Confessions of a government SpAd

Former special advisor Peter Cardwell on twerking ministers, working with Boris — and being sacked by Dominic Cummings

Purchasing a pair of rainbow-coloured underpants for a government minister. Explaining what a dental dam is to the Justice Secretary. Having my inside leg measured in a government office. It’s all in a day’s work for the small army of ministerial aides or special advisers that populate Whitehall. I did the job for three-and-a-half years, in four departments, for four Cabinet ministers — and even the seemingly-quiet days can have dramatic consequences.

Dominic Cummings, the then-chief SpAd, wasn’t a fan of us working from home, and tried to ban it — even creating a 6pm meeting in Downing Street every Friday afternoon for the 100 or so of us who did the job. But one particular Friday in February 2019 — before Dominic’s reign — I spent the morning in my university hoodie and jogging bottoms, happily tapping away at my laptop and working on my two phones. (There are only two groups of people who always work on two phones, by the way: SpAds and drug dealers.)

I often got a lot more done at home than when I was in the office, as I avoided constant interruption by civil servants. That morning, I got a call from senior Times journalist Oliver Wright, the paper’s policy editor. As media special adviser to then-Housing Secretary James Brokenshire, I was in frequent contact with Oliver. Had I heard, he asked, that the controversial housing giant Persimmon was rumoured to be about to post profits of £1 billion? I had not. But Oliver, naturally, wanted a comment. 

Number 10 Downing Street — where Dominic Cummings held his infamous Friday afternoon meeting for SpAds

I did a little bit of digging before coming up with a short comment from ‘a source close to James Brokenshire’, as media special advisers are frequently described in the press. I pinged the lines through to Oliver and thought little more of it, getting back to my bulging inbox with my rescue cat, Jack, purring away on my lap. The comment I texted was quite strongly worded: the company had not always acted entirely properly in regard to the government Help to Buy scheme, which allows first-time buyers to get a foot on the property ladder. I checked Twitter that night for the front pages of the next day’s papers, which are put online about 10.30 p.m. The Times screamed:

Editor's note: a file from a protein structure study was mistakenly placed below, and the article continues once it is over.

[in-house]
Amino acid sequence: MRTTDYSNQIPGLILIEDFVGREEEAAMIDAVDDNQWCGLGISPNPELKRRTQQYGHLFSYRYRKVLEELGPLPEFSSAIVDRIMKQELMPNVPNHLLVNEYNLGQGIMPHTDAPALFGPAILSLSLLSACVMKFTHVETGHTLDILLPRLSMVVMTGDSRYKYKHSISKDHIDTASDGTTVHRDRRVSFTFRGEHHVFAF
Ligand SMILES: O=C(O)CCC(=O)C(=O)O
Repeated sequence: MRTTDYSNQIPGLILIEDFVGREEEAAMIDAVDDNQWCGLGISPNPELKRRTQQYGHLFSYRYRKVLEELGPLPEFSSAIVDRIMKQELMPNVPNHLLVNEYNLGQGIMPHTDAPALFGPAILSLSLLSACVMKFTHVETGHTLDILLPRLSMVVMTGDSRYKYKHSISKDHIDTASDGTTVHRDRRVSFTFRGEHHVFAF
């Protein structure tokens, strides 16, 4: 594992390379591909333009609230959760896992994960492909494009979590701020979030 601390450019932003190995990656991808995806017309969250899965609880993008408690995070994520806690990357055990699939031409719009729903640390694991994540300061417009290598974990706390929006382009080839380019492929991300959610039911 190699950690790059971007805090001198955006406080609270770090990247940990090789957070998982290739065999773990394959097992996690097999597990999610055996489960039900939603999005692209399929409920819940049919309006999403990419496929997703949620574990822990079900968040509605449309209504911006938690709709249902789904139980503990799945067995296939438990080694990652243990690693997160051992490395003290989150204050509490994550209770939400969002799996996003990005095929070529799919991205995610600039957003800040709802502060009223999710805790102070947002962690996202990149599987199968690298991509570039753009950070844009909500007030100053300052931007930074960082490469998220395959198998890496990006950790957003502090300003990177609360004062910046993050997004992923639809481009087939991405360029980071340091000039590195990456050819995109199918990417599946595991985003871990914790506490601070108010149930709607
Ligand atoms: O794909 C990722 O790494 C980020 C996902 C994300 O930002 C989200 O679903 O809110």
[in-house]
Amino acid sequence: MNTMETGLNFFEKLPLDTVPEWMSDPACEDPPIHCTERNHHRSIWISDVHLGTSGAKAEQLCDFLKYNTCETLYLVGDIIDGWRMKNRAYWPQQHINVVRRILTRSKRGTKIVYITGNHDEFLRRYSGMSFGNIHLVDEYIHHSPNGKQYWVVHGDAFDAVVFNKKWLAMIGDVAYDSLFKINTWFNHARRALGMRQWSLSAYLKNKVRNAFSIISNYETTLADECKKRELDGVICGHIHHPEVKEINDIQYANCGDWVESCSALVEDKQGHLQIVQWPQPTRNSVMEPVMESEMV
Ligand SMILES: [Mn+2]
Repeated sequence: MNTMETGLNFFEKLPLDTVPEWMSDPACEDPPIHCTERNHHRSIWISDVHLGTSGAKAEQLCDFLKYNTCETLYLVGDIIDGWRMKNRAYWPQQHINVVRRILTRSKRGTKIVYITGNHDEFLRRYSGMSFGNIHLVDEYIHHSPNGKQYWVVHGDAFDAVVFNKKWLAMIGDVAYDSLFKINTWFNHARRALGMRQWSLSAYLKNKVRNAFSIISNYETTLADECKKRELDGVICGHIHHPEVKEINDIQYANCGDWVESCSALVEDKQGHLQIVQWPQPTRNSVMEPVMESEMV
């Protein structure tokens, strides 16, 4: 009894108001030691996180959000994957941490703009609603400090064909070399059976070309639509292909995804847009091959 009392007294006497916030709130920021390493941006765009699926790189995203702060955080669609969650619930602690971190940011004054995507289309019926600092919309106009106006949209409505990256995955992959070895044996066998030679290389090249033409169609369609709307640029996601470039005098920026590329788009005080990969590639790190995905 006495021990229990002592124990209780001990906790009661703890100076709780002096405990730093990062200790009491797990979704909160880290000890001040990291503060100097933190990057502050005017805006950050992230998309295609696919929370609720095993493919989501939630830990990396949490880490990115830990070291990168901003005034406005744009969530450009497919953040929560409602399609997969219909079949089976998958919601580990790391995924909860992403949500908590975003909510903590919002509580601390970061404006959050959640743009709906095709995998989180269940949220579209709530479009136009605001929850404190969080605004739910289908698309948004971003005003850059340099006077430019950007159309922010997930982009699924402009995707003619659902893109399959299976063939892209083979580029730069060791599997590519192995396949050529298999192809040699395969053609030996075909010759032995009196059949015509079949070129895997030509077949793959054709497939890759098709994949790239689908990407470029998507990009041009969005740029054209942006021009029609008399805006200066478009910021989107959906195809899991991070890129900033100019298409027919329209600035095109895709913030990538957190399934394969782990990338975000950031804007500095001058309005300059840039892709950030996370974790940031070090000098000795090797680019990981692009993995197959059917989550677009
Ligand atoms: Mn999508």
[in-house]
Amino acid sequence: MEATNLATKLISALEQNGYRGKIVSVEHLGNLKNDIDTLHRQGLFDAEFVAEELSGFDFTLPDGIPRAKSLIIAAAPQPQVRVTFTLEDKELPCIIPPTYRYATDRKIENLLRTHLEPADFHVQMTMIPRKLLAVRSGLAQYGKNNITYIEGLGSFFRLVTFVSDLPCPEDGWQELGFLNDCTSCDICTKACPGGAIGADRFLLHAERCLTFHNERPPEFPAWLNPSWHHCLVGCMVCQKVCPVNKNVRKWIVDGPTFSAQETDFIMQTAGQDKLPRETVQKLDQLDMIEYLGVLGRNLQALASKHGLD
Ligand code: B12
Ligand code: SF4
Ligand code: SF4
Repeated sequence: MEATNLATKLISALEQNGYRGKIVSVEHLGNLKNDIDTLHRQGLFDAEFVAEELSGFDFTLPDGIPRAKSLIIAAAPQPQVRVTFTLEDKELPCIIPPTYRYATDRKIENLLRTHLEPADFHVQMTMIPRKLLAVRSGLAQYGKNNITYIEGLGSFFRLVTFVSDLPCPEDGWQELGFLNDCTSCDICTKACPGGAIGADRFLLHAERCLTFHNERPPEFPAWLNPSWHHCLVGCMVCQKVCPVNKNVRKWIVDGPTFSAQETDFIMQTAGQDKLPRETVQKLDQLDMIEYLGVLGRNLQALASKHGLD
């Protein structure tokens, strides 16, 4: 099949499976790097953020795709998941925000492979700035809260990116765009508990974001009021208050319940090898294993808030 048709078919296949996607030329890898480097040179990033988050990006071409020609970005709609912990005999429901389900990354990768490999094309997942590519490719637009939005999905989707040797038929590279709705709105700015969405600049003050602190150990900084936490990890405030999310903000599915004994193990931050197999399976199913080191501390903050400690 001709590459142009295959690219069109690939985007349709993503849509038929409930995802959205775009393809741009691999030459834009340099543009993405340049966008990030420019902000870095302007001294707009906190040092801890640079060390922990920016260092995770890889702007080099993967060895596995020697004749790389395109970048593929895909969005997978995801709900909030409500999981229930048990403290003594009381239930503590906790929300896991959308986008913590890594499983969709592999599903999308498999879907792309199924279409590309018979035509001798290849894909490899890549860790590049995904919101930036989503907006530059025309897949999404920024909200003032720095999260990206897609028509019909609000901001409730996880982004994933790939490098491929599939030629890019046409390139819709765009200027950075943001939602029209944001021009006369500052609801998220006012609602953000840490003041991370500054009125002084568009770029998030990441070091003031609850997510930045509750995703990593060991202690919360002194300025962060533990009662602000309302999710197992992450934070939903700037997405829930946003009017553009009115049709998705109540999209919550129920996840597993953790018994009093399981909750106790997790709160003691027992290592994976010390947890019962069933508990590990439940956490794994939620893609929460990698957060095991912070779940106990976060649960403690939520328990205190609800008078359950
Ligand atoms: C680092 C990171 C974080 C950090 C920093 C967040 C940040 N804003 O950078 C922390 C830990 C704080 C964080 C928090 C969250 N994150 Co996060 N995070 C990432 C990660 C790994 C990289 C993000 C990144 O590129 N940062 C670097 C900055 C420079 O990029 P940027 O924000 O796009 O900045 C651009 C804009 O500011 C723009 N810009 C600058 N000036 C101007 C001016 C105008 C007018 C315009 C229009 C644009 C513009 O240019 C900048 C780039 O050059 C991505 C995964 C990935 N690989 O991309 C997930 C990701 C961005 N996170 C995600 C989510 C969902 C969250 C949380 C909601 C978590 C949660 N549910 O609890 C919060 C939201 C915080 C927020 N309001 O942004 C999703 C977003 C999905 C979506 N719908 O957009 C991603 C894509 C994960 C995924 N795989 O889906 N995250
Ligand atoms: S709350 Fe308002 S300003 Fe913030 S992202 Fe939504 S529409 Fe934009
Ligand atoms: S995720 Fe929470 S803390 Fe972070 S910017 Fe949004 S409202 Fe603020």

‘Help to Buy house giant faces loss of contract’, with the first paragraph of a story by Wright and two other journalists reading:

Britain’s most profitable housebuilder faces being stripped of its right to sell Help to Buy homes after allegations of poor standards and hidden punitive charges. James Brokenshire, the housing secretary, is reviewing Persimmon’s participation in the government scheme, which accounted for half of the homes it built last year, The Times has learnt.

A few paragraphs later, Wright quoted the source (me):

“James has become increasingly concerned by the behaviour of Persimmon in the last 12 months,’ the source said. ‘Leasehold, build quality, their leadership seemingly not getting they’re accountable to their customers are all points that have been raised by the secretary of state privately.

“Given that contracts for the 2021 extension to Help to Buy are being reviewed shortly it would be surprising if Persimmon’s approach wasn’t a point of discussion.’ They added: ‘James is clear any new government funding scheme will not support the unjustified use of leasehold for new homes, including Help to Buy.”

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